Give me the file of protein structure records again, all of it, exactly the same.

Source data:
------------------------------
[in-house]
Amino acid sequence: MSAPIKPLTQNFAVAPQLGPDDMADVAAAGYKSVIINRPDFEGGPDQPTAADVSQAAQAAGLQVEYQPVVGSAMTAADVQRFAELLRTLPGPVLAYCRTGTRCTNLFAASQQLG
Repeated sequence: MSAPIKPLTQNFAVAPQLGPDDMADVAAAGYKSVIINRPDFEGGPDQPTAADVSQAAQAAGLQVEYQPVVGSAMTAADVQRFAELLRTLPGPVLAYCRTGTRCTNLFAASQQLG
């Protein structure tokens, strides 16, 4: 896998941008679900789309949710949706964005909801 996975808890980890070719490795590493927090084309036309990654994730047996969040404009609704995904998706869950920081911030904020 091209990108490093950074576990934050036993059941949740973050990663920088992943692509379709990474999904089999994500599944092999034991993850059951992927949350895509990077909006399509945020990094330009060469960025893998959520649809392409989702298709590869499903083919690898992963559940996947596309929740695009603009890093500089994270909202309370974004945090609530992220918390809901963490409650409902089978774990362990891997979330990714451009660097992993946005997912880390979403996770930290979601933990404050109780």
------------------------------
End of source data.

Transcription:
[in-house]
Amino acid sequence: MSAPIKPLTQNFAVAPQLGPDDMADVAAAGYKSVIINRPDFEGGPDQPTAADVSQAAQAAGLQVEYQPVVGSAMTAADVQRFAELLRTLPGPVLAYCRTGTRCTNLFAASQQLG
Repeated sequence: MSAPIKPLTQNFAVAPQLGPDDMADVAAAGYKSVIINRPDFEGGPDQPTAADVSQAAQAAGLQVEYQPVVGSAMTAADVQRFAELLRTLPGPVLAYCRTGTRCTNLFAASQQLG
């Protein structure tokens, strides 16, 4: 896998941008679900789309949710949706964005909801 996975808890980890070719490795590493927090084309036309990654994730047996969040404009609704995904998706869950920081911030904020 091209990108490093950074576990934050036993059941949740973050990663920088992943692509379709990474999904089999994500599944092999034991993850059951992927949350895509990077909006399509945020990094330009060469960025893998959520649809392409989702298709590869499903083919690898992963559940996947596309929740695009603009890093500089994270909202309370974004945090609530992220918390809901963490409650409902089978774990362990891997979330990714451009660097992993946005997912880390979403996770930290979601933990404050109780």